MUMBAI–Key Indian stock indices fell sharply on Thursday, extending the losses for the fourth day with sentiments hit by global cues, notably from the other Asian markets. The poor results of core companies and banks added to the pressures.

The 30-scrip sensitive index (Sensex) of the Bombay Stock Exchange (BSE) fell as much as 807.07 points, or 3.40 percent, at 22,951.83 points, against the previous day’s close at 23,758.90 points.

Bombay Stock Exchange-WikipediaIn the process, the barometer index not only hit another 52-week low, but also fell below the psychologically important 23,000-point mark. As many as 28 out of the 30 shares that go into the Sensex basket ended in the red.

During the intra-day trade, the Sensex touched a high of 23,758.46 points and a low of 22,909.12 points — its new low in 52 weeks.

Sensex closed the day’s trade at its lowest levels since May 8, 2014.

The story was no different at the National Stock Exchange. The bourse’s wider 50-share Nifty shed 239.35 points, or 3.32 percent, at 6,976.35 points. Among the 50 shares of this key index, 47 ended with losses and just three managed to stay afloat in the mayhem.

The NSE Nifty touched a new 52-week low at 6,959.95 points. Nifty ended the day’s trade at lowest levels since May 9, 2014.

The Indian VIX (volatility index) ended higher by 15.58 percent, portending to sustained volatile trading sessions.

In the past four trading sessions, while the Sensex has lost 1,665.14 points, or 6.76 percent, the Nifty has lost 512.75 points, or 6.84 percent.

In the past four days, the market capitalisation of the BSE has plunged by 7.23 percent, with a notional loss of Rs.6,73,192 crore — from Rs.93,04,122 crore to 86,30,930 crore.

Initially, both bellwethers opened on a weak note, following a steep fall in Asian indices and Wednesday’s decline in the US markets.

The selling pressure was accelerated by the absence of any fresh positive trigger and below expected third quarter (Q3) results by the likes of banking major, State Bank of India (SBI).

The decline of crude oil prices below $30 a barrel (one barrel is equal to 159 litres) kept sentiments subdued.

Investors’ doubts over the central government’s ability to perk up investments dragged the markets lower.

In addition, a weak rupee unnerved investors. It weakened by 46 paise to close at 68.30 to a US dollar from its previous close of 67.84 to a greenback.

“Rupee followed the emerging markets downward. Post Janet Yellen’s neutral comments about the course of US monetary policy added fuel to already panic stricken market,” Anindya Banerjee, associate vice president for currency derivatives with Kotak Securities, told IANS.

“Overvalued emerging markets like India, has now started cracking under weight of weak macros and mean reverting. RBI has been quite active today.”

The weakness in rupee indicated a massive flight of foreign funds from the equity markets.

The foreign institutional investors (FIIs) were net sellers during the day’s trade, while the domestic institutional investors (DIIs) bought stocks.

The data with stock exchanges showed that FIIs divested Rs.1,112.66 crore, while the DIIs’ bought stocks worth Rs.1,222.12 crore.

Investors’ confidence was further eroded by hawkish comments made by US Fed chairman Janet Yellen to the US House Financial Services Committee on late Wednesday.

During her semi-annual monetary policy testimony to the committee, Yellen said that the US is unlikely to go in for a stimulus and that the rate hike cycle will continue.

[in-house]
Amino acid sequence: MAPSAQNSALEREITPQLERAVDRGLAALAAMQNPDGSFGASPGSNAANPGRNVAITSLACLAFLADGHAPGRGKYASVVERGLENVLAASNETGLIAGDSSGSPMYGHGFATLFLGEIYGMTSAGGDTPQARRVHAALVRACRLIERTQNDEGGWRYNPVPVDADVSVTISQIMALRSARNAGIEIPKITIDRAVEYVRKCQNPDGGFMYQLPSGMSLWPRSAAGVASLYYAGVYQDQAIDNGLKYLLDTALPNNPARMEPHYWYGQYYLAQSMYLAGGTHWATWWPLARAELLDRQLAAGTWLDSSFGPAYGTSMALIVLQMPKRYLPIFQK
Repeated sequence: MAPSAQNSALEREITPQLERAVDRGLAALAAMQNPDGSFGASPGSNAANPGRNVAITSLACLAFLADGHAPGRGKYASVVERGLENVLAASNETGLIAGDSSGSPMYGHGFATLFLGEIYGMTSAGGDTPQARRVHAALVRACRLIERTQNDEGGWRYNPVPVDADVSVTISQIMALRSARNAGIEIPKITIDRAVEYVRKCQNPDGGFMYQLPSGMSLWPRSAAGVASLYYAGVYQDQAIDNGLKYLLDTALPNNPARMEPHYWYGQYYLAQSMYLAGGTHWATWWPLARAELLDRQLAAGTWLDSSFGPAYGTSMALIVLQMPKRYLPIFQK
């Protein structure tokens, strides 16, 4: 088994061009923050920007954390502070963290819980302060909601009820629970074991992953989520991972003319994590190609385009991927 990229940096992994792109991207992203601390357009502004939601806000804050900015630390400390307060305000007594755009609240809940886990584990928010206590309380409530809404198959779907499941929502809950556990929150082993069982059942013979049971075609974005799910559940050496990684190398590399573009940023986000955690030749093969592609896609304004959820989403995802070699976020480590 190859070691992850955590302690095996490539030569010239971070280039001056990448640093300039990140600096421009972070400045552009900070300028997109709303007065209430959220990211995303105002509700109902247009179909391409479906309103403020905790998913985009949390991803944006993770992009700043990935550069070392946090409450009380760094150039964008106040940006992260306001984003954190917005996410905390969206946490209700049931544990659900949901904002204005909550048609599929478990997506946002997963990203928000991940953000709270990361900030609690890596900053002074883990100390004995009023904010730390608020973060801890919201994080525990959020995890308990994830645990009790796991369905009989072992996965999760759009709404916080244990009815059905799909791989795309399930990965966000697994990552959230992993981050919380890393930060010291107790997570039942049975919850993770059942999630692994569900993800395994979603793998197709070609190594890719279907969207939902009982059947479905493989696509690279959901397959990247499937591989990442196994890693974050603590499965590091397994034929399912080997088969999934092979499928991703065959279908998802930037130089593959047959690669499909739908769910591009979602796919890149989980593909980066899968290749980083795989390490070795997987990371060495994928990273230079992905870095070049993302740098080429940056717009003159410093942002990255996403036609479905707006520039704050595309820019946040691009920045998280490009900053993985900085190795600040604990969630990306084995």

“Negative global indices, coupled with disappointing results and a weak rupee supported the panic selling. The slump in crude oil prices and Yellen’s remarks yesterday added pressure on the markets,” Anand James, co-head, technical research desk with Geojit BNP Paribas Financial Services, told IANS.

Vaibhav Agarwal, vice president and research head at Angel Broking, elaborated that markets witnessed a sharp sell off after European markets opened on a weak note led by global headwinds and declining crude prices.

“Selling pressure was witnessed across the board with an advance decline ratio of 1:12 on the NSE. With NPA issues troubling the banking sector, the weakness in the bankex, down 3.8 percent, added to the pressure,” Agarwal explained.

“All sectoral indices closed in the red with sharp cuts in realty, power and materials. We expect markets to continue to react to global cues which at the moment remains weak.”

Nitasha Shankar, vice president for research with YES Securities, cited that higher volumes portended to further weakness in the coming trading sessions.

“Broader markets saw huge sell-off ending with cuts of 5.5 percent and 4 percent — underperforming the headline indices. All sectoral indices ended lower with sharp cuts,” Shankar noted.

“Indian VIX has hit 26 levels after breaking out of 22 resistance zone, suggesting persistent volatility in the coming trading sessions.”

All sector-based indices of the BSE ended in the red.

The S&P BSE banking index plunged by 629.23 points, automobile index plummet by 571.38 points, capital goods index depleted by 429.24 points, healthcare index receded by 393.45 points and consumer durables index edged-lower by 429.24 points.

Major Sensex gainers during Thursday’s trade were Cipla, up 0.40 percent at Rs.541 and Dr.Reddy’s Lab, up 0.01 percent at Rs.2,887.

Major Sensex losers during the day’s trade were Adani Ports, down 6.94 percent at Rs.188.50; BHEL, down 6.01 percent at Rs.120.35; Tata Motors, down 5.55 percent at Rs.275.65; ONGC, down 5.23 percent at Rs.202.80; and Mahindra and Mahindra, down 4.93 percent at Rs.1,126.